While such expensive software may be available to federal agencies and larger state and local agencies, these tools are not necessarily available to officers working in smaller departments at the regional or local level. It takes a considerable amount of time and resources to keep up with cryptocurrency. Not only do smaller agencies not have sufficient financial means to purchase the software and training, but they may also not be able to support the amount of time required.  A department’s size limits how much time is available for training outside of mandated requirements, as normal operations, such as conducting patrols or testifying in court, consume the majority of an officer’s time. Given that such training would be both a major investment of time and resources, smaller departments also have to contend with the likelihood that trained officers may likely leverage that training to seek employment elsewhere.

Smaller and regional jurisdictions can offset their training costs and issues by being part of larger drug task forces (TFs) and seeking federally funded training. Through the White House’s Office of National Drug Control Policy, the DEA administers the High Intensity Drug Trafficking Areas (HIDTA) program. Created by Congress with the Anti-Drug Abuse Act of 1988, it provides assistance to Federal, state, local, and tribal law enforcement agencies operating in areas determined to be critical drug-trafficking regions of the United States.[5] Organized regionally throughout the US and its territories, the HIDTA program provides different training depending upon the drug TFs in their area. Therefore,  HIDTA regions can support their TFs in whichever way best supports their region. A couple of examples include setting up an intelligence support center with dedicated analysts equipped with the necessary software to support local and regional departments in their area. It is also possible to set up and fund cryptocurrency training for those officers whose organizations have sufficient means to allow them to attend. While HIDTAs are an excellent resource for those in designated counties, many counties are not included, as seen on the following map.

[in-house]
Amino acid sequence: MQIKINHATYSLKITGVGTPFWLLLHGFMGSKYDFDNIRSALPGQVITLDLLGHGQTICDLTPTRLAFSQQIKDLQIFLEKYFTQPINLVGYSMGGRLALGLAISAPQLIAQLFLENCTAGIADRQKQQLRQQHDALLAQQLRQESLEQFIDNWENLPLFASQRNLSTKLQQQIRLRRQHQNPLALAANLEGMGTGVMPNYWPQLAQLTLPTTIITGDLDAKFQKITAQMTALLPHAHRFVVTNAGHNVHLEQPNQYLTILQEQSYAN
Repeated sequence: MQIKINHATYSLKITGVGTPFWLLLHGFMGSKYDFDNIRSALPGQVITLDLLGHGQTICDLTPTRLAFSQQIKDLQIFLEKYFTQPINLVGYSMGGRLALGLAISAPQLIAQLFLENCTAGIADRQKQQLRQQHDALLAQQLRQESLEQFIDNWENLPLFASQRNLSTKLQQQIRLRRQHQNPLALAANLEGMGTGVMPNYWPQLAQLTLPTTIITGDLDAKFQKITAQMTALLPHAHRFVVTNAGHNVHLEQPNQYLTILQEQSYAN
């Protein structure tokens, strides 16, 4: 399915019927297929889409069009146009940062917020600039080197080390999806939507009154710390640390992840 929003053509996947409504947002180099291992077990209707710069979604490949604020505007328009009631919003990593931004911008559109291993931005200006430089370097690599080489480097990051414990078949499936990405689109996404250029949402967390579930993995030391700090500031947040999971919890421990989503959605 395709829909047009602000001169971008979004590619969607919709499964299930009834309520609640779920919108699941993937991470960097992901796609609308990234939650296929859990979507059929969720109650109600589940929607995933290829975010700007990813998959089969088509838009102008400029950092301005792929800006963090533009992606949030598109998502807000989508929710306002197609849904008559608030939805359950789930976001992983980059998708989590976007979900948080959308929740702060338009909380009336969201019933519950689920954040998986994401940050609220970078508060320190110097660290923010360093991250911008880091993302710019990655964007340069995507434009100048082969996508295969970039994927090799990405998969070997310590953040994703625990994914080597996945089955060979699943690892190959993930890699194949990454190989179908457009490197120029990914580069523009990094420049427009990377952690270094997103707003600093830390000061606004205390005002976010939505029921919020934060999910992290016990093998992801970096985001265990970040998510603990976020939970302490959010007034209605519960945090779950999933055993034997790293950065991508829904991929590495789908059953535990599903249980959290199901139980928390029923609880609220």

HIDTA map 

Figure 1- HIDTA Program Map as of July 2023[6]

For non-HIDTA counties, local agencies can seek assistance from the National Guard Counterdrug program. With a mission to support the detection, interdiction, disruption, and curtailment of drug trafficking activities and use through the application of unique military skills and resources, the Counterdrug program has two primary means to support local law enforcement agencies in dealing with cryptocurrency.[7] Through approved State Plans (coordinated through each state’s National Guard Headquarters, their respective Governor, and the National Guard Bureau), the National Guard can provide Soldiers or Airmen to jurisdictions fighting against illicit drugs to serve as analysts. In addition to their various skills from their military professions, these individuals get training in analytical support before being assigned to LEOs. With its budget being spread across the various states and territories, this program is limited in the number of analysts it can provide, and determinations on requests are based upon who requires more assets as there must be enough demand for their services to keep them actively engaged with investigations.